Observations of rocky bodies such as the Moon, Mars, and asteroids have revealed that impact craters are common throughout the Solar System. Meteorite impacts have also left scars over the surface of the Earth, and some of these impact events have had major effects on our planet. A powerful meteorite impact 65 million years ago, known as the Chicxulub impact event, led to the extinction of 65% of life on earth, including the dinosaurs.

On Earth, erosion and active plate tectonics remove meteorite impact craters from the surface comparatively quickly. When impact craters are exposed at the surface, they are often utilised by people living in the area for cultural purposes.

The structure is easily accessible for sampling and research, providing an opportunity to study this impact crater. Vredefort is an ideal impact structure to study, as it is deeply eroded, showing features not seen elsewhere on Earth, is accessible at the surface, and has not been modified by any major tectonic event, due to its position on the stable Kaapvaal craton. Additionally, it has cultural significance, with early man, Khoi-San rock art, rock shelters, pottery, and engravings. This provides opportunities to enhance knowledge of South Africa’s “First Peoples”.

The University of the Free State will combine geological investigations with cultural investigations to provide a unique perspective on the Vredefort impact structure that is both scientifically advanced and grounded in humanity.

The Vredefort impact structure is a UNESCO world heritage site, based on its socio-cultural, aesthetic, conservational, historical and scientific significance. In addition, this site has traces of San rock art indicative of material remains attached to a specific socio-cultural reality. These rock art sites form an integral part of the South African cultural heritage landscape.

The proposed University of the Free State study of the Vredefort impact structure will look in particular at the Granophyre dykes, the only remnants of the now eroded impact melt sheet that intruded downwards through fractures in the crater floor. Because the impact melt intruded downwards, capturing rock fragments on its way, it can provide samples of rock formations that are long eroded and are otherwise not accessible. Such samples allow observations of shock microstructures, formed in target rocks that were located near the earth’s early surface at the time of impact. Studying the granophyre dykes can answer many geological questions. The overarching questions the UFS research team want to answer are: 1) what did the Vredefort structure look like? And 2) what was it composed of before it was eroded?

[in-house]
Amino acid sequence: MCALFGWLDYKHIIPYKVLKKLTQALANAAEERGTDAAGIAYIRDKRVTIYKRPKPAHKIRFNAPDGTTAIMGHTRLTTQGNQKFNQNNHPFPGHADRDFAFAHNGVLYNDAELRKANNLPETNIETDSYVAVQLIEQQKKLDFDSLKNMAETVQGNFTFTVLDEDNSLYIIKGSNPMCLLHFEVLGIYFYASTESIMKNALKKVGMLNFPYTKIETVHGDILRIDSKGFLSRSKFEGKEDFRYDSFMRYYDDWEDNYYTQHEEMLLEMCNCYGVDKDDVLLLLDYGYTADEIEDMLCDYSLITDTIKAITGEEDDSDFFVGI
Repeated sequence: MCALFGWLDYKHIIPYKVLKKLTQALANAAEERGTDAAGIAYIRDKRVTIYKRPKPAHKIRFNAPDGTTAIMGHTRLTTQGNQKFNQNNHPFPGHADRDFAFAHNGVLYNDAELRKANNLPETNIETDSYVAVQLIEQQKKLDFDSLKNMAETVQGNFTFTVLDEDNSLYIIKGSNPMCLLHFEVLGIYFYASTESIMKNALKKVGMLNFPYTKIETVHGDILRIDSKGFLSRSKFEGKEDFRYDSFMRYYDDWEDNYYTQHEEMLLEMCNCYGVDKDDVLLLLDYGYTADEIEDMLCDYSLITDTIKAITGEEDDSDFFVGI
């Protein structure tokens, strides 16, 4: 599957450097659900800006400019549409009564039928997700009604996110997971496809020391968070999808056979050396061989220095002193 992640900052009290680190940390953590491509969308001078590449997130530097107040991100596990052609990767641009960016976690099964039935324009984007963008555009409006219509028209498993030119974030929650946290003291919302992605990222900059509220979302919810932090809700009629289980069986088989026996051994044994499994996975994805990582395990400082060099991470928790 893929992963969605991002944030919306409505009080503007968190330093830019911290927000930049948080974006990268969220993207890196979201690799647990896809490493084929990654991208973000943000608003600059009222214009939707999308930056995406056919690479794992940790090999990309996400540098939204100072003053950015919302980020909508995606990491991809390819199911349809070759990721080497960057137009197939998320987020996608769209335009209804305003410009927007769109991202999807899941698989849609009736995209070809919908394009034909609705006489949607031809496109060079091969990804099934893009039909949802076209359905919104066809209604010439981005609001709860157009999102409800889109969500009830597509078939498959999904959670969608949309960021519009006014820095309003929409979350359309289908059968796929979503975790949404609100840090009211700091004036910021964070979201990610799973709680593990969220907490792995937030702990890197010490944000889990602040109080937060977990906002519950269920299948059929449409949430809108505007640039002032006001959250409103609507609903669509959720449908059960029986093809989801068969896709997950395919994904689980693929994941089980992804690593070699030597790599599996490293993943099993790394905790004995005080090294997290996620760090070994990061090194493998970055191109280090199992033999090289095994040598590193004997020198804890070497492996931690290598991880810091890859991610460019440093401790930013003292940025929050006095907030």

These dykes, exposed by erosion, have been exploited by the Khoi-San culture as ceremonial sites, so from a heritage perspective, the above stated objectives offer great potential to contribute also to the existing body of knowledge of the scientific and aesthetic significance of this heritage site.

By studying the impact structure at both macro- and micro-scales, the UFS team will make important contributions about the knowledge of impact craters, the processes that take place during large impact events, and processes and outcomes attached to the scope of heritage.

These geological observations and results can then be applied to other planetary bodies, giving us a greater understanding of the Moon, Mars, and other planets. In terms of the heritage scope, our outcomes will contribute to the body of anthropological knowledge on the socio-cultural reality of the Khoi-San within the Free State as well as the concept of “living” heritage.

Anthropological literature on the San is limited to the South African Provinces of the Western Cape and the Northern Cape, as well as countries such as Botswana and Namibia. Anthropological understanding of the San in the Free State and specifically in relation to the concept heritage is lacking.

The new data generated from this project will help the team to constrain the stages and processes that occurred during the formation and subsequent development of the impact structure. This data will fill in gaps in the scientific literature and have global implications, with results being applicable to not only other impact structure on Earth, but also on the Moon and Mars. The work will grow the scientific understanding of impact-cratering processes. It will furthermore contribute to the scholarly understanding of the heritage significance of this site with specific reference to the Khoi-San.

The UFS team is led by: Dr. Matthew S. Huber, Faculty of Natural and Agricultural Sciences, Department of Geology (CV attached) and co-workers: Dr. Francois Fourie, Faculty of Natural and Agricultural Sciences, Institute for Groundwater Studies; Dr. Elizaveta Kovaleva, Faculty of Natural and Agricultural Sciences, Department of Geology; Dr. Martin D. Clark, Faculty of Natural and Agricultural Sciences, Department of Geology; Ms. Liezel Blomerus, Faculty of the Humanities, Department of Anthropology.